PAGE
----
I do know that one of the times I went to the international cesspool of germs, A.K.A. Disney World, we brought back the worst flu I ever had in my whole life–it gave me a high fever, feelings of death warming over me, and it was topped off with some disturbing hallucinations. One of my little guys had a fever of 106 that eventually turned into pneumonia. All three lil’ dumplings got pink eye. And coronavirus wasn’t even a thing back then.

Considering all of the germs on an airplane alone, maybe my red line should just be the end of spring break. How many families will be jet-setting off to some tropical cruise, mixing it up with other families all over the world who may or may not have been exposed to the coronavirus? Then everyone comes back to school, maybe with a new “friend” in tow that doesn’t show its face for a mere 7-14 days…yikes. You went on vacation, had some fun, and all my kid got was this stupid coronavirus.

Both prayer and good choices can help us all, though.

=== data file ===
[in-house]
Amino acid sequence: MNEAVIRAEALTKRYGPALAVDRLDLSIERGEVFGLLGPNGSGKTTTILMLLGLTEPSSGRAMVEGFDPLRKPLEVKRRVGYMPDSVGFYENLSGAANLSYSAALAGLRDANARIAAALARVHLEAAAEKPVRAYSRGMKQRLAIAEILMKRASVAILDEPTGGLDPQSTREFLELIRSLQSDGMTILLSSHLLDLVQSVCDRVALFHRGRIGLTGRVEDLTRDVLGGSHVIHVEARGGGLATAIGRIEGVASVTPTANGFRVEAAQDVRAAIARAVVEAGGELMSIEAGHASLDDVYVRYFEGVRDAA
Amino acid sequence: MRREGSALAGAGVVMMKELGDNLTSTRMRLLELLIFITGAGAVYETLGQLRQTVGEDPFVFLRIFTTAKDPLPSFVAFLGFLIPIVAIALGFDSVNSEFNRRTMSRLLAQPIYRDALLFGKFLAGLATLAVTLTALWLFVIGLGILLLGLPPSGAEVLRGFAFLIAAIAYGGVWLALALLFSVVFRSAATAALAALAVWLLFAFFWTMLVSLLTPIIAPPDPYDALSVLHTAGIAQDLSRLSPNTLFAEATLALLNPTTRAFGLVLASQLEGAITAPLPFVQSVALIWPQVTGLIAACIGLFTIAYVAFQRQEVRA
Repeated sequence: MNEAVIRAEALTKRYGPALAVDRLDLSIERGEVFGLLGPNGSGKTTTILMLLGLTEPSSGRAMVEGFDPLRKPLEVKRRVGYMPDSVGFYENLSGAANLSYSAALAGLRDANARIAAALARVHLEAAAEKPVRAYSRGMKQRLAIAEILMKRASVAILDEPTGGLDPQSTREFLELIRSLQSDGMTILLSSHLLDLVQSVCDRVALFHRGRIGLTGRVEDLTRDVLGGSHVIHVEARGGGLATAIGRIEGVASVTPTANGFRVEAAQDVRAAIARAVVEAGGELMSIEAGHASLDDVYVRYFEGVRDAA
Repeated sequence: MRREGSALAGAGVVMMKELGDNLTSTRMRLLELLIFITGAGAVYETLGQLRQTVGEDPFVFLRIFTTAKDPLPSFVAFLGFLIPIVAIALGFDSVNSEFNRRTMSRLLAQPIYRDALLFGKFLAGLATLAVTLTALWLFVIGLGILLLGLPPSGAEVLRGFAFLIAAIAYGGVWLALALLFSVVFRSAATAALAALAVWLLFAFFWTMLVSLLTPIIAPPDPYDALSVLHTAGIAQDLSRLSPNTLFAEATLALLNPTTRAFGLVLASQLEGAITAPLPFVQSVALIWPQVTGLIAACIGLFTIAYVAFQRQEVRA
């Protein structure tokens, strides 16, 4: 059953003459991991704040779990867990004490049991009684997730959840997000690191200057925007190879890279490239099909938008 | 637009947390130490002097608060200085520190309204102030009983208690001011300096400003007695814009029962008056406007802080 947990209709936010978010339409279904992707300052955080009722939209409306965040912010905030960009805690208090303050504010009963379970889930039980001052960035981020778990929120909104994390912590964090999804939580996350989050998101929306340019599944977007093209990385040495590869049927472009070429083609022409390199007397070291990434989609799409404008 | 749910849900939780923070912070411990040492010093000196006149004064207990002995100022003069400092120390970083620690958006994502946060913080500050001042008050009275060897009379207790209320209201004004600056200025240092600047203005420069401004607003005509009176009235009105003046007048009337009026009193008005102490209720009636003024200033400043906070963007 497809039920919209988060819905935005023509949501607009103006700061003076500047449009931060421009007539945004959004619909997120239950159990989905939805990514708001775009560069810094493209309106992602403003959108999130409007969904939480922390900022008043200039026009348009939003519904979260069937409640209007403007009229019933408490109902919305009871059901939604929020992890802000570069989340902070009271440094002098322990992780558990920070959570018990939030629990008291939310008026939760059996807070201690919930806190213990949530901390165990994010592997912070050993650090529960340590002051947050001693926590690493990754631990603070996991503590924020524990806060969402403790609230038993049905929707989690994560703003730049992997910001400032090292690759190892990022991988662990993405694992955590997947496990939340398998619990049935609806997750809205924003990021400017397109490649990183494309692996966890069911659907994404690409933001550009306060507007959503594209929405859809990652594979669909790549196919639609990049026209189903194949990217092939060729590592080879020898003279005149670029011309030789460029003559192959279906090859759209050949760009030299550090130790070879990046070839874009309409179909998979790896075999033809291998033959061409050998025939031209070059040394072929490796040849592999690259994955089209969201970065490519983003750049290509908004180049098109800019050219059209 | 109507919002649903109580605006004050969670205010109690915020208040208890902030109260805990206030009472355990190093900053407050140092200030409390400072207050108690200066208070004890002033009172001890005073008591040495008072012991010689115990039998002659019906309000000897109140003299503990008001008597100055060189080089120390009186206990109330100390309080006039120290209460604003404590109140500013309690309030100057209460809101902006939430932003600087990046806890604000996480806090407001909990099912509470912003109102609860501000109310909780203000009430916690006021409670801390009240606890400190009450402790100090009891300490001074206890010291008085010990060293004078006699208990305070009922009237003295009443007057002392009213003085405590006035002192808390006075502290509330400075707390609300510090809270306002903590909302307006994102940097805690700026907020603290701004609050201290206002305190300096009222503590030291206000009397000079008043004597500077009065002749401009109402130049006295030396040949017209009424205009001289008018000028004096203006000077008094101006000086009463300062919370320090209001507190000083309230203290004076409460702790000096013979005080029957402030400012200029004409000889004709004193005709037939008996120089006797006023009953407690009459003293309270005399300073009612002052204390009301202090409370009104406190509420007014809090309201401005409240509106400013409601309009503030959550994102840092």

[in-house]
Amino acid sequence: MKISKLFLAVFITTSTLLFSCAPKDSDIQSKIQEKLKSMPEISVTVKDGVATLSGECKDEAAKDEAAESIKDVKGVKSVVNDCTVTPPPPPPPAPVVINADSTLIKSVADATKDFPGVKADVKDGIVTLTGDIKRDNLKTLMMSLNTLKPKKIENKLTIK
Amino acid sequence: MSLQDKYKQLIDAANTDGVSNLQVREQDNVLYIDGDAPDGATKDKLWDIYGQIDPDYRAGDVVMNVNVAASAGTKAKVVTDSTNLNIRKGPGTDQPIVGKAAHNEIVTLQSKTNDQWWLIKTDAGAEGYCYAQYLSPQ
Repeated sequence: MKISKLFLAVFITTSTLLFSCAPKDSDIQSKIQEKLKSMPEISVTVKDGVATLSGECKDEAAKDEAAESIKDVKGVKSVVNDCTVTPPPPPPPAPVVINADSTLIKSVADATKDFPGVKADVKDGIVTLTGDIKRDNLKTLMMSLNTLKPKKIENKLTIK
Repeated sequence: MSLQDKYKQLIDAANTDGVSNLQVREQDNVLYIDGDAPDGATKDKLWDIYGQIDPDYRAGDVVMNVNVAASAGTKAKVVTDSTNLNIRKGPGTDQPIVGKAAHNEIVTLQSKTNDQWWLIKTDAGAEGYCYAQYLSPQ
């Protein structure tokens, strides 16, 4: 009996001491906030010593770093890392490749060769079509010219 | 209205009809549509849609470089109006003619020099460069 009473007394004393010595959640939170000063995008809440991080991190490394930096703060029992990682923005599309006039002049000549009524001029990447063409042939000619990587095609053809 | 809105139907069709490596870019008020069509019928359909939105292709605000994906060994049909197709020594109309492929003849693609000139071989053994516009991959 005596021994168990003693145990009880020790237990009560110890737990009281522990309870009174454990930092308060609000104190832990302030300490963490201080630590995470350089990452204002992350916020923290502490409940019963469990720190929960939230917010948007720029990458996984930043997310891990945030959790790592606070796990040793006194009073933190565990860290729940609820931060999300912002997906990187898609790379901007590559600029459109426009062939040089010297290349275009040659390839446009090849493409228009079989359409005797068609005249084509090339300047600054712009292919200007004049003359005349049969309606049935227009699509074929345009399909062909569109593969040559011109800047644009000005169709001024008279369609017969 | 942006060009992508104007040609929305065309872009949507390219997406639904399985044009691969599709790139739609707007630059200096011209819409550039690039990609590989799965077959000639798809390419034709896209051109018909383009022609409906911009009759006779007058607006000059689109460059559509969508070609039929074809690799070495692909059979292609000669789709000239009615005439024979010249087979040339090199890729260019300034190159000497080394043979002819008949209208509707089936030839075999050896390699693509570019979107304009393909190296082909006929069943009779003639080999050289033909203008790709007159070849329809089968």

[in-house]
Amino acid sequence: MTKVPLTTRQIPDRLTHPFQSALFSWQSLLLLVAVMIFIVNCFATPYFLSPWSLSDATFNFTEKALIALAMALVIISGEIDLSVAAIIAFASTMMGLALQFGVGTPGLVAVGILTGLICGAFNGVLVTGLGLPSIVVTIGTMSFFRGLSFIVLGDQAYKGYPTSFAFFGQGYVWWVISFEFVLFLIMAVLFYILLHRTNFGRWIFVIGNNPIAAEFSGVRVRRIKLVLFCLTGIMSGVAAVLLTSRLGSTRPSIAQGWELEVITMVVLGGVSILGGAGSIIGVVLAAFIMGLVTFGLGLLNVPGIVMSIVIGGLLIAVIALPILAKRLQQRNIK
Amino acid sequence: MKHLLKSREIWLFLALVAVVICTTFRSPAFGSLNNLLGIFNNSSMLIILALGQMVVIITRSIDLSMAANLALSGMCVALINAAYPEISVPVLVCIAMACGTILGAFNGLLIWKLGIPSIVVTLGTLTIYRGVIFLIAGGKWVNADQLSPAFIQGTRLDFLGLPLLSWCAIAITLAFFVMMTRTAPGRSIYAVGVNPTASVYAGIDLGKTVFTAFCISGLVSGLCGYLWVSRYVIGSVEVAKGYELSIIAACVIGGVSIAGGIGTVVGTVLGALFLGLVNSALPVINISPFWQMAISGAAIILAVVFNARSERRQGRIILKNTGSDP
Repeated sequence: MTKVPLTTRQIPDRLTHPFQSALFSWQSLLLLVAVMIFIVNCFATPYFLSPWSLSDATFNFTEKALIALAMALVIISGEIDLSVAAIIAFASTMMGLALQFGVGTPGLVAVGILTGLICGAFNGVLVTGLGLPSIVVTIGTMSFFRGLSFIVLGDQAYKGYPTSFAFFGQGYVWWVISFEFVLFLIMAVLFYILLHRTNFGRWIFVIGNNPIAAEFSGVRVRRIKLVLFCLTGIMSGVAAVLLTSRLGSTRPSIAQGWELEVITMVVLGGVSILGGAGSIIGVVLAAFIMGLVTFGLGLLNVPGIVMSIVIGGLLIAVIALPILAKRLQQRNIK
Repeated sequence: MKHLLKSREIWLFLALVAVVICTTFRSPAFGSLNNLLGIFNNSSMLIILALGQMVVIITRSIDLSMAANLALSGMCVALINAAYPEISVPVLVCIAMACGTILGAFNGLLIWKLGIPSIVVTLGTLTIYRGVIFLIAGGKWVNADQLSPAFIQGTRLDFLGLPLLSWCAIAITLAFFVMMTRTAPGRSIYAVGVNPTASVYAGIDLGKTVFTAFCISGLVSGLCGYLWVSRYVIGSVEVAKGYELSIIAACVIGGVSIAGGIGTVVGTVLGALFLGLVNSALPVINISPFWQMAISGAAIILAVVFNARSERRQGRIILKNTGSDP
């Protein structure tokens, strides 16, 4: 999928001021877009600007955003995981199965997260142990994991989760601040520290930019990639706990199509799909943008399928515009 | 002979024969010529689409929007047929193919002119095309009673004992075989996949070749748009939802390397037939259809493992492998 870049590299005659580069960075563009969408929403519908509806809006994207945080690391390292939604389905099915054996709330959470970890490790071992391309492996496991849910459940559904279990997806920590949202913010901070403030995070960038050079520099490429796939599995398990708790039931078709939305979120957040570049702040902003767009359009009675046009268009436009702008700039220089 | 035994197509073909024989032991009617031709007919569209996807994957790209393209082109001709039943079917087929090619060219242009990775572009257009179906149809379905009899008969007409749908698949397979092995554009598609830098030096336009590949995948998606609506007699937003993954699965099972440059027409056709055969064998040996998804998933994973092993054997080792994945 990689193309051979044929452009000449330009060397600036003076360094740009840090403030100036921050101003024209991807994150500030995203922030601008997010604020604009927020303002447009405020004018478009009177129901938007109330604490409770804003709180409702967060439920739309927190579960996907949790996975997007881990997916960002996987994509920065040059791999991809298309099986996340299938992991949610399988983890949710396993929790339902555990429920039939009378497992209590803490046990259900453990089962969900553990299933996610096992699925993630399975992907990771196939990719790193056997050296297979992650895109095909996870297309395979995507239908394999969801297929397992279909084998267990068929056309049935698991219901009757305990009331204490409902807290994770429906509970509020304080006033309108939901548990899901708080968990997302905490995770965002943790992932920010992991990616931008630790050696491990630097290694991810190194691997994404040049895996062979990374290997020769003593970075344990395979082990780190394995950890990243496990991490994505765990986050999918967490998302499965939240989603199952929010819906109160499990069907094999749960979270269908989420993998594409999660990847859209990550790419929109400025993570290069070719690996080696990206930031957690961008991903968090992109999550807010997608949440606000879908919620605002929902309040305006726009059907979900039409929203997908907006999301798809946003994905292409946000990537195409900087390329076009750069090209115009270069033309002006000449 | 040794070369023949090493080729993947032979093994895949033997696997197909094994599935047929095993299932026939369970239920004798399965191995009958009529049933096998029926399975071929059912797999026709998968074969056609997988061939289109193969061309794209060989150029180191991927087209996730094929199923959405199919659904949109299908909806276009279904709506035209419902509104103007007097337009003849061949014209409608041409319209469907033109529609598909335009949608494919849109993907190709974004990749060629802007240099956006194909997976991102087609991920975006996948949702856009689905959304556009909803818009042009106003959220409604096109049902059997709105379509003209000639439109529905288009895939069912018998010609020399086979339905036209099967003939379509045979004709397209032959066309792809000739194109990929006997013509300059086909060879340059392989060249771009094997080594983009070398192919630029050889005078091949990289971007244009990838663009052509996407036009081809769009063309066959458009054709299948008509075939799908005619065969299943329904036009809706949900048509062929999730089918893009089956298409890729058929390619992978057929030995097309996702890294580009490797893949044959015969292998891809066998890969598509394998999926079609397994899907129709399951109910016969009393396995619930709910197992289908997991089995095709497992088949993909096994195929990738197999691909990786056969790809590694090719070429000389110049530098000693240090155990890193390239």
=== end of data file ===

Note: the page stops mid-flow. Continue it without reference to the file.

We are all in this together now so hopefully everyone can make the right choices to prevent this disease from turning into an actual pandemic. For those of us who pray, let’s pray for all of the other people who have already been affected by this virus. I can’t imagine what they are going through and how hard it must be for those families whose lives have been turned upside down because of it.

I know that there are some people from other countries that might stumble across this blog and if you have been affected by the coronavirus, my thoughts and prayers are truly with you.

One comforting thought our President offered to us the other day was that this will end. Though we may still see an increase of people infected by it, the spread of this virus will not last forever. Just like the flu, there will be a time when this highly contagious season is over. Let that be a thought that comforts you, too.

For those of us who have not seen it yet, let us be cautious and calmly prepare ourselves for the possibility that it could get a lot worse but also know that there is that light at the end of the tunnel.

Speaking of light, I’ll end with this:

Lord, bless your children all over the world. Protect us from this virus and give your graces to those who are already suffering from it. Amen.

2 thoughts on “Apocalyptic Pandemic and Pint-sized People

  1. rlpolanski March 8, 2020 / 2:16 am